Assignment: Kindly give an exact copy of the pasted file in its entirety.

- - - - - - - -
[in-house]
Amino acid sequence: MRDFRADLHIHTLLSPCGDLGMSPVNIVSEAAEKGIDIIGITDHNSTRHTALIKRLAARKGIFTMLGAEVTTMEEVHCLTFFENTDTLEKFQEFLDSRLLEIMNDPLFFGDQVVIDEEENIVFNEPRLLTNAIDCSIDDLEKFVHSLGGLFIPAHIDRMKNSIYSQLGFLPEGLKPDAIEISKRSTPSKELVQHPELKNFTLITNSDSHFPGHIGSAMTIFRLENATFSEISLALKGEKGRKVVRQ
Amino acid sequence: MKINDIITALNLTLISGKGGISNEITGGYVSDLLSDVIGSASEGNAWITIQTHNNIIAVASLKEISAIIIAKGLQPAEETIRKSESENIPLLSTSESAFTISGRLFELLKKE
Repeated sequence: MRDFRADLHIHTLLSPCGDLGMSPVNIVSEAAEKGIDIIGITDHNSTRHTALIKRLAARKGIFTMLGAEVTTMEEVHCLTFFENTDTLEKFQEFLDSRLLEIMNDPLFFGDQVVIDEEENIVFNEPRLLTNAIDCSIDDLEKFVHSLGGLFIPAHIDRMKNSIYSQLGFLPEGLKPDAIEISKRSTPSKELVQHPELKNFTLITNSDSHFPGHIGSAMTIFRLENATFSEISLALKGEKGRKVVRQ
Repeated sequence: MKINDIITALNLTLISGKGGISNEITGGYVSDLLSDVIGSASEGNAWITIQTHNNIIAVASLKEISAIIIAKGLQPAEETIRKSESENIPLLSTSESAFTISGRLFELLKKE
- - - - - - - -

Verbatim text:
[in-house]
Amino acid sequence: MRDFRADLHIHTLLSPCGDLGMSPVNIVSEAAEKGIDIIGITDHNSTRHTALIKRLAARKGIFTMLGAEVTTMEEVHCLTFFENTDTLEKFQEFLDSRLLEIMNDPLFFGDQVVIDEEENIVFNEPRLLTNAIDCSIDDLEKFVHSLGGLFIPAHIDRMKNSIYSQLGFLPEGLKPDAIEISKRSTPSKELVQHPELKNFTLITNSDSHFPGHIGSAMTIFRLENATFSEISLALKGEKGRKVVRQ
Amino acid sequence: MKINDIITALNLTLISGKGGISNEITGGYVSDLLSDVIGSASEGNAWITIQTHNNIIAVASLKEISAIIIAKGLQPAEETIRKSESENIPLLSTSESAFTISGRLFELLKKE
Repeated sequence: MRDFRADLHIHTLLSPCGDLGMSPVNIVSEAAEKGIDIIGITDHNSTRHTALIKRLAARKGIFTMLGAEVTTMEEVHCLTFFENTDTLEKFQEFLDSRLLEIMNDPLFFGDQVVIDEEENIVFNEPRLLTNAIDCSIDDLEKFVHSLGGLFIPAHIDRMKNSIYSQLGFLPEGLKPDAIEISKRSTPSKELVQHPELKNFTLITNSDSHFPGHIGSAMTIFRLENATFSEISLALKGEKGRKVVRQ
Repeated sequence: MKINDIITALNLTLISGKGGISNEITGGYVSDLLSDVIGSASEGNAWITIQTHNNIIAVASLKEISAIIIAKGLQPAEETIRKSESENIPLLSTSESAFTISGRLFELLKKE